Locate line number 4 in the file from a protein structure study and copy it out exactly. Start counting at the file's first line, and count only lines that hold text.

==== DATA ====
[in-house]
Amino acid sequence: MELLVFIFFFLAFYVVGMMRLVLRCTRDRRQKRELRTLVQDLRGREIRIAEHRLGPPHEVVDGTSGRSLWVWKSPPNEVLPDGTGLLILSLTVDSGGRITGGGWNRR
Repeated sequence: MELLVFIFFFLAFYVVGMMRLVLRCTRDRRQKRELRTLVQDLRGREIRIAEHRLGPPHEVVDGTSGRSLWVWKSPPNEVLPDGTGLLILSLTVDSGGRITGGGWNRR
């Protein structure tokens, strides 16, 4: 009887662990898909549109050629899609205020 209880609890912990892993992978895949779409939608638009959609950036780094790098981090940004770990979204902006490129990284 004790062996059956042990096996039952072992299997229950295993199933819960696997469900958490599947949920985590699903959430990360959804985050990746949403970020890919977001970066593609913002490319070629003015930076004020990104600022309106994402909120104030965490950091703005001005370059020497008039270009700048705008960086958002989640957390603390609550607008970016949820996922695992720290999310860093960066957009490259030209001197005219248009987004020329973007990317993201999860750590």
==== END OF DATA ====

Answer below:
């Protein structure tokens, strides 16, 4: 009887662990898909549109050629899609205020 209880609890912990892993992978895949779409939608638009959609950036780094790098981090940004770990979204902006490129990284 004790062996059956042990096996039952072992299997229950295993199933819960696997469900958490599947949920985590699903959430990360959804985050990746949403970020890919977001970066593609913002490319070629003015930076004020990104600022309106994402909120104030965490950091703005001005370059020497008039270009700048705008960086958002989640957390603390609550607008970016949820996922695992720290999310860093960066957009490259030209001197005219248009987004020329973007990317993201999860750590």